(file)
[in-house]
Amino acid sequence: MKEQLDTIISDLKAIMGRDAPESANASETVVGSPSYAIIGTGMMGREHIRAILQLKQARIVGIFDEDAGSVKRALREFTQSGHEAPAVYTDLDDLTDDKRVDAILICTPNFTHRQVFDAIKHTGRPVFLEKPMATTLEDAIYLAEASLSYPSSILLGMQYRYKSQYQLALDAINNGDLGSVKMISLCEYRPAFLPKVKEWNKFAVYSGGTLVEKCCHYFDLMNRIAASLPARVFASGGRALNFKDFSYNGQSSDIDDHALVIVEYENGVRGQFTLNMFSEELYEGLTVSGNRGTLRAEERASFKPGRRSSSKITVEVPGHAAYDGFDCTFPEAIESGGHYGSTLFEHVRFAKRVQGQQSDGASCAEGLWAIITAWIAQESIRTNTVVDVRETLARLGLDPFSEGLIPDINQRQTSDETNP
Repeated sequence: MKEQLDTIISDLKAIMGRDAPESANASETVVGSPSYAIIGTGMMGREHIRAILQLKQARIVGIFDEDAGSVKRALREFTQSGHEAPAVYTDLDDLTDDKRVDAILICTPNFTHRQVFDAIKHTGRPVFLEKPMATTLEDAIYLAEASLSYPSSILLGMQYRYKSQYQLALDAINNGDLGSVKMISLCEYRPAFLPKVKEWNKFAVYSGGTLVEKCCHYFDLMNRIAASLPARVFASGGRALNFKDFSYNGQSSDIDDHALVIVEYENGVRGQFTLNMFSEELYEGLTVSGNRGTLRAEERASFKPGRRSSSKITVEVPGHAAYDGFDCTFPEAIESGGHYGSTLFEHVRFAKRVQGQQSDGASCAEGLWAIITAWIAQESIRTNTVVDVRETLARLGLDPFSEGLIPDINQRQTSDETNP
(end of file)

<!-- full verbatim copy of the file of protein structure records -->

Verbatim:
[in-house]
Amino acid sequence: MKEQLDTIISDLKAIMGRDAPESANASETVVGSPSYAIIGTGMMGREHIRAILQLKQARIVGIFDEDAGSVKRALREFTQSGHEAPAVYTDLDDLTDDKRVDAILICTPNFTHRQVFDAIKHTGRPVFLEKPMATTLEDAIYLAEASLSYPSSILLGMQYRYKSQYQLALDAINNGDLGSVKMISLCEYRPAFLPKVKEWNKFAVYSGGTLVEKCCHYFDLMNRIAASLPARVFASGGRALNFKDFSYNGQSSDIDDHALVIVEYENGVRGQFTLNMFSEELYEGLTVSGNRGTLRAEERASFKPGRRSSSKITVEVPGHAAYDGFDCTFPEAIESGGHYGSTLFEHVRFAKRVQGQQSDGASCAEGLWAIITAWIAQESIRTNTVVDVRETLARLGLDPFSEGLIPDINQRQTSDETNP
Repeated sequence: MKEQLDTIISDLKAIMGRDAPESANASETVVGSPSYAIIGTGMMGREHIRAILQLKQARIVGIFDEDAGSVKRALREFTQSGHEAPAVYTDLDDLTDDKRVDAILICTPNFTHRQVFDAIKHTGRPVFLEKPMATTLEDAIYLAEASLSYPSSILLGMQYRYKSQYQLALDAINNGDLGSVKMISLCEYRPAFLPKVKEWNKFAVYSGGTLVEKCCHYFDLMNRIAASLPARVFASGGRALNFKDFSYNGQSSDIDDHALVIVEYENGVRGQFTLNMFSEELYEGLTVSGNRGTLRAEERASFKPGRRSSSKITVEVPGHAAYDGFDCTFPEAIESGGHYGSTLFEHVRFAKRVQGQQSDGASCAEGLWAIITAWIAQESIRTNTVVDVRETLARLGLDPFSEGLIPDINQRQTSDETNP